Prior to meeting and being swooped away by Pandora, the most seductive of all music sources, I was a lost soul. I tried buying an old-fashioned CD player, but it was so fragile that I found it impractical to both farm, and listen to the jumpy quality that was produced.

I practically wrecked Terra Jean, my old computer, by perching her up on a stepladder so as to access I-Tunes. Watching in horror, I also remember seeing her tumble in slo-mo, head over sandaled heels, mousepad-first down on a basketball-sized chunk of rock, never to be the same again.

Weird, I know.

In this case it was not music that brought on the flood of tears.

In prepping the terraces for HappyDay Farms these past two months, I have relied predominantly on my music to motivate me. I need it especially when I first get out there in the early morning hours, and the temperature is hovering around thirty-six with a twenty-seven-mile-per-hour, Arctic wind.  

The music does not warm my feet, so much as the cockles of my heart. I bob, I weave, I zig and I zag and as long as I remain focused on the need for the pitchfork and my left foot to continue avoiding a clandestine tryst, there just beneath the surface of the rich soil, I am good to dance.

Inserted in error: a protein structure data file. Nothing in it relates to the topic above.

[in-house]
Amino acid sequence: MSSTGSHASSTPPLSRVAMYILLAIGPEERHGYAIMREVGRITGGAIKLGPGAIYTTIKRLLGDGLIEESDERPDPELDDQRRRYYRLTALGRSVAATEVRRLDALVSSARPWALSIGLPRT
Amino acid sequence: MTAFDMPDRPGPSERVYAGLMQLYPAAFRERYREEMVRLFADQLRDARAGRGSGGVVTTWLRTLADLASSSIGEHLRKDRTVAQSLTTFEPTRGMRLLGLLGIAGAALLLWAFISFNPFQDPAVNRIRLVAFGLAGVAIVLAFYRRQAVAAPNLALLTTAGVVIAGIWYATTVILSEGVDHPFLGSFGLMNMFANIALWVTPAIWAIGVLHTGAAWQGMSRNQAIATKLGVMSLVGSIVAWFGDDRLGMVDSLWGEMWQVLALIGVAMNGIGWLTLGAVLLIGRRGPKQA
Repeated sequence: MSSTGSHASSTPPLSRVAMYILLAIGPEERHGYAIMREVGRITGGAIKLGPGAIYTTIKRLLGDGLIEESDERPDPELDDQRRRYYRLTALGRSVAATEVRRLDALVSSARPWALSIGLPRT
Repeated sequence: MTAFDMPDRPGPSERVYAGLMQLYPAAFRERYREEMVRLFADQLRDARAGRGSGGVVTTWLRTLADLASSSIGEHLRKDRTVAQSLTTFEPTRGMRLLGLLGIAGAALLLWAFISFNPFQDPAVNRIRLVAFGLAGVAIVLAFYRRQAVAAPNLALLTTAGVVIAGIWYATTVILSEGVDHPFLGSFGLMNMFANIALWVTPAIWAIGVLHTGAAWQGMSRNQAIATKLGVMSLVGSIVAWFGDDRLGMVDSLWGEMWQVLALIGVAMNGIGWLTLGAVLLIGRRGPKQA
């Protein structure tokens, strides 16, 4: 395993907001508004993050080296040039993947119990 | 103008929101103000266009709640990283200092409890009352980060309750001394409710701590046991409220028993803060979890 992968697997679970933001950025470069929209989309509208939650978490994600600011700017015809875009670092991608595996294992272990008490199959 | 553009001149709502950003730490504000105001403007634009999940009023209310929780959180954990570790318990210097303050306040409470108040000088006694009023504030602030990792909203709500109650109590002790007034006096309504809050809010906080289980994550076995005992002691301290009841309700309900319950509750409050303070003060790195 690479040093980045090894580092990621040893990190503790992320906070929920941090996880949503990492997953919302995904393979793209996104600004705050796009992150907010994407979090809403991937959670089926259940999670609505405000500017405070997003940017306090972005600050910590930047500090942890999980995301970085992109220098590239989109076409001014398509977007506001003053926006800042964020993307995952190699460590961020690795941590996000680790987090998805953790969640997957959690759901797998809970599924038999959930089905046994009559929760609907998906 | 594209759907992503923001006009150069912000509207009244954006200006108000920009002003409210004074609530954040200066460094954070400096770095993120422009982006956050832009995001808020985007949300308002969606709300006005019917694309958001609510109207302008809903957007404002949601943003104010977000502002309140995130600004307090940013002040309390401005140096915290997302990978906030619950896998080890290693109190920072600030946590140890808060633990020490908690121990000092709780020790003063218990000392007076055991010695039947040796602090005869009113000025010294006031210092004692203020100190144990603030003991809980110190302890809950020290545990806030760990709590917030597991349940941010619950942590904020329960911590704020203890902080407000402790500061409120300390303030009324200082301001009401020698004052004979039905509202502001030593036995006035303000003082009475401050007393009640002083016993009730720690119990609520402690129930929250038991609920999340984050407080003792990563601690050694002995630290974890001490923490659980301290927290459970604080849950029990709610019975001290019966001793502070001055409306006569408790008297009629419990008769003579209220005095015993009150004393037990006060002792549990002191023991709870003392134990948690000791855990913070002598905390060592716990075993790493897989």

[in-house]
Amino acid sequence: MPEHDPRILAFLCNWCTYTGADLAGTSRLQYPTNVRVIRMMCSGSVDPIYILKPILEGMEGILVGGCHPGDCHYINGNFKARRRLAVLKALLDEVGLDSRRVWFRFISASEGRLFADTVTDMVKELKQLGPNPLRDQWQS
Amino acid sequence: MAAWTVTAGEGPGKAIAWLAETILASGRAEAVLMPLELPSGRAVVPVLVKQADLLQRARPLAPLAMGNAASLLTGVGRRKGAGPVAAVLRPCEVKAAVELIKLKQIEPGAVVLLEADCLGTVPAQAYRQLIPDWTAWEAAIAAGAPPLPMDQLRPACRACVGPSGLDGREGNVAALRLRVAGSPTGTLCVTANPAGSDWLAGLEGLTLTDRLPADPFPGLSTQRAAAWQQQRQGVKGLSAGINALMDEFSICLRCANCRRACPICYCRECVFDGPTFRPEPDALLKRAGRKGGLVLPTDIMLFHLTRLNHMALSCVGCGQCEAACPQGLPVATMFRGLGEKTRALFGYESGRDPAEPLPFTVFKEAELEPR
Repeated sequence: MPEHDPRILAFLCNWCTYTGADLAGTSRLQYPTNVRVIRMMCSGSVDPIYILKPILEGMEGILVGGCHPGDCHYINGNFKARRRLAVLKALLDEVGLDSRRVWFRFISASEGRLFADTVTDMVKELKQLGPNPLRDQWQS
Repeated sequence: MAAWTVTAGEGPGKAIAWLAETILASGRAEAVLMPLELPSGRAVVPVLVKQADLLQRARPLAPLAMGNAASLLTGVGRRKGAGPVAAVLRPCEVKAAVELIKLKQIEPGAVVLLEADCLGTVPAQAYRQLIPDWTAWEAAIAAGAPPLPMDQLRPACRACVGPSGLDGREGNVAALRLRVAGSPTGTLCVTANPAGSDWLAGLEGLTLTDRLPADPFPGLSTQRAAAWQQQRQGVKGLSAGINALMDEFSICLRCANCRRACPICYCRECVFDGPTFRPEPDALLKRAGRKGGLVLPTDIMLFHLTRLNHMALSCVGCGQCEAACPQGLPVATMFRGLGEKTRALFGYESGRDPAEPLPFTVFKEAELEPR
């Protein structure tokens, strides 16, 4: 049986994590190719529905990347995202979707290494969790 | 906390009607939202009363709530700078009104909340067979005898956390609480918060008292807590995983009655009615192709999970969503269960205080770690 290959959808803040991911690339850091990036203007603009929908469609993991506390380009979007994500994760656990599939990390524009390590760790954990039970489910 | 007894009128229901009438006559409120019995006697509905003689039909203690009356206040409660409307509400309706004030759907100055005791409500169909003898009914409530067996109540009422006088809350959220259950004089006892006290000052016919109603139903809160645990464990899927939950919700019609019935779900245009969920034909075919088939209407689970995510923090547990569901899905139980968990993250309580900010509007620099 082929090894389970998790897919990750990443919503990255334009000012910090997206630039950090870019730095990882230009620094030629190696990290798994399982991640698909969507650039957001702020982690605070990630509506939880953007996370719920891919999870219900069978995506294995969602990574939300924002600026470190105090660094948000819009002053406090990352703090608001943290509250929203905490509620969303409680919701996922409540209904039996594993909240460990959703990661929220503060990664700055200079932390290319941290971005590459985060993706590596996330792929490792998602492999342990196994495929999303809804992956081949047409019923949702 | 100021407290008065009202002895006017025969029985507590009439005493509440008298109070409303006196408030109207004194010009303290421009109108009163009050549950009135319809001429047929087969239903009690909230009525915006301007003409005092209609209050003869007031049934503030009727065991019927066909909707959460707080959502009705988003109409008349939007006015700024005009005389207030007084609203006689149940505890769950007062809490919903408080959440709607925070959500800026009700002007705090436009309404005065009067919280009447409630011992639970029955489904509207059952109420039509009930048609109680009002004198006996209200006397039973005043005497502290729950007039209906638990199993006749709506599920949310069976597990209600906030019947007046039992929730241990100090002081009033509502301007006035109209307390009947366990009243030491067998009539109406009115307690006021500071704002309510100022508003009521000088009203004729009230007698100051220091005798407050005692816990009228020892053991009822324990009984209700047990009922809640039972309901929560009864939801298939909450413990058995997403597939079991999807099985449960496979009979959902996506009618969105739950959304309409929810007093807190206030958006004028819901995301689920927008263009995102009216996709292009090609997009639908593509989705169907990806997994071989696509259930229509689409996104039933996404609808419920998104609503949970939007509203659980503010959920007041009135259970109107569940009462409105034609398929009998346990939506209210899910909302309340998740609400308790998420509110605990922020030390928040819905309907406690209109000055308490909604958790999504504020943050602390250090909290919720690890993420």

So far, so good.

Music belongs in the schools because like the food of life, it is fuel for the soul. A soul without music would be like the Mendocino Coast Botanical Gardens, without flowers. Music lends passion to an ordinary day, for no other reason than the ears like to dance too. And if your ears decide to dance, you’d better go along with the program. 

After all, you’d look pretty goofy if your ears danced off without you.

The URL to Rocky Road:   https://www.youtube.com/watch?v=LJsp9I4q7oE 








8 comments:

  1. Okay, first thing is all that talk of food when I haven't even had breakfast is making me toooo hungry! How about the sage dressing on the turkey that Papa used to make or the BBQ sauce he made? Hungry!
    As for music, you nailed it on how it can evoke emotion, here is an interesting article that speaks to that very topic: https://www.brainpickings.org/2016/04/14/wendy-lesser-room-for-doubt-music-grief/
    I love Pandora too but I don't love techno or anything too sharp....

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    1. Everyone dances to the tune he or she wants to hear... I have customized my pandora station(s) so that it is an eclectic mix of reggae, folk, and techno. I LOVE it!

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  2. Yes, Mark, I agree. Music accompanies me throughout my run in the mornings, my work day, and as I practice diligently every day on my cello or flute or guitar or piano... I could not even imagine a world without music!

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    1. Dang. I forgot to zero in on live music, such as that we heard when we when to Pauline's that time in Windsor. Look for an edit...soon.

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    3. Or the music you hear at Reggae on the River?